Toronto Regional Housing Data Bank

New Data Bank is a fascinating portrait of GTA housing

The CivicAction Alliance (perhaps still better known by its former name, Toronto City Summit Alliance) has recently released a fascinating document on housing in the GTA. Called the Toronto Regional Housing Data Bank, its purpose is to "support reports, recommendations and public education" that might "enhance strategies that are focused on improving social and economic vitality of the [GTA].

Perhaps surprisingly, prior to the creation of the Data Bank - which has been unveiled in anticipation of the Greater Toronto Summit in February 10th - there wasn't really one source that offered such a comprehensive overview of statistics related to the rental market, social housing, poverty, and population trends. Now that there is, the hope is that it'll be easier to track the GTA's housing needs in the years ahead.

Here's a sample of some noteworthy (and scary) stats from the Data Bank (read the full report here PDF):

  • By 2036, the region's population is expected to grow to 9.1 million (over half of Ontario's population) and be home to an increasing number of seniors, new immigrants, young families and working-age people.
  • 322,415 or 19% of households are in core housing need -- housing that is too small, in need of repairs or is too expensive.
  • One in five Canadian households in core housing need is located in the Toronto region.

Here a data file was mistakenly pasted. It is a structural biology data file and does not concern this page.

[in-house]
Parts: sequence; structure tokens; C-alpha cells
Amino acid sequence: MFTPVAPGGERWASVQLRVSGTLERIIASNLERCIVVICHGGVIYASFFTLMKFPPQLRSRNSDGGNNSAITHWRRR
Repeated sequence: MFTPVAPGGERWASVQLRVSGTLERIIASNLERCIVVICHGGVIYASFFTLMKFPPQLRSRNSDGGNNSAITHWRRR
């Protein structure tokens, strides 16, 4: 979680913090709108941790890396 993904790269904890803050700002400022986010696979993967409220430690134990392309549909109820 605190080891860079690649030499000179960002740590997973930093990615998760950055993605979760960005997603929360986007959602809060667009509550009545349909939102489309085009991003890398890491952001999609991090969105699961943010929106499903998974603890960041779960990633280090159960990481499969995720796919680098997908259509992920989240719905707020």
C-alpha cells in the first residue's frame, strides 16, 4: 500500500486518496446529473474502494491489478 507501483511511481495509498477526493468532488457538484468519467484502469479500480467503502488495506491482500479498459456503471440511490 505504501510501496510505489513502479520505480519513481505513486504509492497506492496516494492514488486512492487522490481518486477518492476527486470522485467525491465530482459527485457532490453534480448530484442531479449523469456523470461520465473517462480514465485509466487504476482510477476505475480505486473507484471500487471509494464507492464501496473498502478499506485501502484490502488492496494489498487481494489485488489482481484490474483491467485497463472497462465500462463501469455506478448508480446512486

• In 2006, some 26% of owners and 46% of renters were spending 30% or more of their income on shelter.
  • In order to afford average rent for a two-bedroom apartment in the Toronto region, a household would need to earn $42,440 per year. Some 25% of couple families, 53% of single parent families and 69% of single persons do not earn enough to afford average rent for a two-bedroom apartment.
  • Across the region, the percentage of female low-income households is greater than male households.
  • Single persons are most likely to have incomes below the amount needed to afford average rent in the region.
  • Average rents increased by 11.3% from 2000 to 2010.
  • In 2009, only 7% of new housing construction was for the purpose built rental market - still the highest amount in 10 years. Out of 24,103 units built, 1,816 were rental.
  • The least expensive rental units are disappearing. From 2000 to 2008, 17,308 were lost to demolition, conversion and inflation. The majority ( -66,069) were at the lower end of the market (rents between $600 and $900) while the upper end (rents between $901 and $1,500) experienced growth (+48,760).
  • Vacancy rates decreased from 3.1% to 2.1% in the last year. There are only 6,421 vacant apartments available for rent out of 306,091 in the region.
  • There are 1,554 aging apartment towers in the region totalling more than 300,000 homes. In Toronto alone, this makes up 48% of the rental housing stock.
  • The number of people relying on the Rent Bank to avoid eviction grew by 300 from 1,566 in 2008 to 1,870 in 2009.
  • People accessed food banks 150,000 more times from 2009 to 2010.
  • The social housing wait list grew by 9,974 active households from 77,228 in 2009 to 87,175 in 2010.
  • The Toronto region received more than $670 million in new government investments for housing and homelessness programs from 2009 to 2011.
  • The Social Housing Renovation and Retrofit Program (2009 to 2011) investment totals $291 million. More than 1,000 buildings were repaired through this program.
  • Investment for new affordable housing through the Affordable Housing Program totals $307.9 million. This has created more than 2,200 homes in the region.
  • More than $32 million is being provided for rent supplements/housing allowances to 4,827 tenants in private buildings in 2010.

Photo by Jonathan Castellino.


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